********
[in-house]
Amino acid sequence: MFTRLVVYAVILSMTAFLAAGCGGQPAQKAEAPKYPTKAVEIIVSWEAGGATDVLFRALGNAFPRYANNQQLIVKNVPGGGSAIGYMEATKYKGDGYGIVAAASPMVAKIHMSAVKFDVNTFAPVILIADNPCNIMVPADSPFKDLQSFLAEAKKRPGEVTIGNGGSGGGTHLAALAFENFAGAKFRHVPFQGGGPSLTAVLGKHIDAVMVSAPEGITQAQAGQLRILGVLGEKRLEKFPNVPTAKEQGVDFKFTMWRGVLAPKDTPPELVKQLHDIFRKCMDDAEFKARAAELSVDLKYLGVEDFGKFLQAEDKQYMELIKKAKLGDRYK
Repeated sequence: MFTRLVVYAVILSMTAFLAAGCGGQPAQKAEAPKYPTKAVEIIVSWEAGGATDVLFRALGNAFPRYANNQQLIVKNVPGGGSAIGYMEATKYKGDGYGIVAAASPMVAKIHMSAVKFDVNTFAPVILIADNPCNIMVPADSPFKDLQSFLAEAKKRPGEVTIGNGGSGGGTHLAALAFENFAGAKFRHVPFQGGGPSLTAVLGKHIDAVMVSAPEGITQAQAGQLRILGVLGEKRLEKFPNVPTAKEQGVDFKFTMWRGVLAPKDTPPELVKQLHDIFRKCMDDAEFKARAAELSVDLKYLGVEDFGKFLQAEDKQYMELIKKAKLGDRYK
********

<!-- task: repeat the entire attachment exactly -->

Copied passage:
[in-house]
Amino acid sequence: MFTRLVVYAVILSMTAFLAAGCGGQPAQKAEAPKYPTKAVEIIVSWEAGGATDVLFRALGNAFPRYANNQQLIVKNVPGGGSAIGYMEATKYKGDGYGIVAAASPMVAKIHMSAVKFDVNTFAPVILIADNPCNIMVPADSPFKDLQSFLAEAKKRPGEVTIGNGGSGGGTHLAALAFENFAGAKFRHVPFQGGGPSLTAVLGKHIDAVMVSAPEGITQAQAGQLRILGVLGEKRLEKFPNVPTAKEQGVDFKFTMWRGVLAPKDTPPELVKQLHDIFRKCMDDAEFKARAAELSVDLKYLGVEDFGKFLQAEDKQYMELIKKAKLGDRYK
Repeated sequence: MFTRLVVYAVILSMTAFLAAGCGGQPAQKAEAPKYPTKAVEIIVSWEAGGATDVLFRALGNAFPRYANNQQLIVKNVPGGGSAIGYMEATKYKGDGYGIVAAASPMVAKIHMSAVKFDVNTFAPVILIADNPCNIMVPADSPFKDLQSFLAEAKKRPGEVTIGNGGSGGGTHLAALAFENFAGAKFRHVPFQGGGPSLTAVLGKHIDAVMVSAPEGITQAQAGQLRILGVLGEKRLEKFPNVPTAKEQGVDFKFTMWRGVLAPKDTPPELVKQLHDIFRKCMDDAEFKARAAELSVDLKYLGVEDFGKFLQAEDKQYMELIKKAKLGDRYK